Watering an Established Lawn

Watering an Established Lawn

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Key Takeaway:

Lawns require an average of 1-2 inches of water per week

Proper watering is essential for a healthy lawn

There is no question that water is essential for our survival and the survival of all living things. Our lawns are just the same when it comes to their need for water.

Turfgrass plants are composed of nearly 80 percent water and the absorption of nutrients, photosynthesis and many other important processes depend on sufficient watering. We are going to provide some useful tips and general information on how to water an established lawn for optimal results.

 

How often does a lawn need to be watered?

It’s important to note that your lawn is going to need at least 1-2 inches of water every single week. This can be provided by rainfall or irrigation when rainfall is insufficient. Certain locations, seasons and soil types will depend on irrigation more than others. It is recommended that you water deeply and infrequently to promote healthy root growth rather than frequently and lightly.

 

What time of day should I water my lawn?

The recommended time of day to water a lawn is between four and eight in the morning. Watering in the middle of the night can invite fungus and disease, while watering in the middle of the day can be wasteful due to evaporation. Watering in early morning is advised for optimal efficiency.

Avoid overwatering

While the importance of watering is stressed it is also important to not overwater your lawn. Overwatering can leave your lawn prone to infection by fungal pathogens, reduce thatch degradation and may ultimately lead to death from drowning, if the rootzone remains saturated for extended periods of time. Proper watering, while avoiding overwatering is encouraged.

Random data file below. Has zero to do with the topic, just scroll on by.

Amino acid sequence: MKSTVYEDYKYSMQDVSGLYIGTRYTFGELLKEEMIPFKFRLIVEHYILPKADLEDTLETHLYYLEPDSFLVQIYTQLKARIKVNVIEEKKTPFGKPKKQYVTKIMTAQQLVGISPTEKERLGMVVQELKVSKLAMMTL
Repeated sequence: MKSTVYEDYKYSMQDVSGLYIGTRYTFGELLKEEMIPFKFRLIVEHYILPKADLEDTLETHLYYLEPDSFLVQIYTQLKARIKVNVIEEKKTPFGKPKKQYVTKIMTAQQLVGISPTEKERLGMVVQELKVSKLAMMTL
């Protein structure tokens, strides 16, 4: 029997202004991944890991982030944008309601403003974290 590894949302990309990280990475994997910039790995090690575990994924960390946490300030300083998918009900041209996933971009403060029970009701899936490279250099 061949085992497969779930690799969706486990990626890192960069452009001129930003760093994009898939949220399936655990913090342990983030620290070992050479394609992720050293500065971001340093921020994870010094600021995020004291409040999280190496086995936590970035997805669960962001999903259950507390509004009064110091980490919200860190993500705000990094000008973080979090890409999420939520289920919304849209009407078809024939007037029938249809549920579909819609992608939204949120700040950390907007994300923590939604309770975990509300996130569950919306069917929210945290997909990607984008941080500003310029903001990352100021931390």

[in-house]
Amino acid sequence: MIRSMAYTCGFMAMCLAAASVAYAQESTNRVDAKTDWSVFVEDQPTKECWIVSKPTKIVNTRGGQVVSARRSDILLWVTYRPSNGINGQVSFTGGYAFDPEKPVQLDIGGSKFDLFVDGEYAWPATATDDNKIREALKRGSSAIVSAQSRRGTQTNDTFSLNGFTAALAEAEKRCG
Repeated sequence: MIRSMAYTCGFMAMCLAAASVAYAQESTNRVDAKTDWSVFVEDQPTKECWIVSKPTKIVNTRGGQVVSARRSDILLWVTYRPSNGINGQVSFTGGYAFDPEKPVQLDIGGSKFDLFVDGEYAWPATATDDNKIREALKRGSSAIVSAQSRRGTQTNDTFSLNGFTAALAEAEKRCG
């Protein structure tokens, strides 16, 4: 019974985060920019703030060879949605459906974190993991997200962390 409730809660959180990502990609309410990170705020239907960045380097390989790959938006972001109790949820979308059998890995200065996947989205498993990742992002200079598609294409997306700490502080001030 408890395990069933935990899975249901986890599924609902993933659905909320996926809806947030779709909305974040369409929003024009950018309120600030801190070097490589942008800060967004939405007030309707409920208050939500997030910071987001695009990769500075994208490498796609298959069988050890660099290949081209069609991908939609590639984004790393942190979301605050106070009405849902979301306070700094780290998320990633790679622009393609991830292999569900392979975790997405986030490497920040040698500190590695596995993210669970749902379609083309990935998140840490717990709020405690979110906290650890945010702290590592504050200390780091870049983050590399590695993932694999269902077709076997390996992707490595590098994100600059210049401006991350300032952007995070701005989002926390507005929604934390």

Other important facts to consider

Sandy soils are going to have a harder time holding water, while clay soils will hold the water well but absorb the water at a slower rate. This affects the frequency and amount of water with which to irrigate at one time. If you have a deep-rooted lawn, it will handle harsh conditions much better than a shallow-rooted lawn. Shaded areas will generally require less water, while areas around trees may require more water. It is important to note, if turf underneath trees is struggling, consider causes other than water deficiency. Turfgrasses also have sunlight requirements that are likely not being met under a dense tree canopy. Compact soil and standing watering should be corrected immediately.


DROUGHT TOLERANCE OF GRASSES

drought tolerance of turfgrasses chart.

Symptoms of a poorly watered lawn

Wilting

Slow Spring Back

Mowing Tracks

Lack of overall health




1 Response

Wallace Barron
Wallace Barron

November 05, 2020

Thanks for your SPEEDY response!

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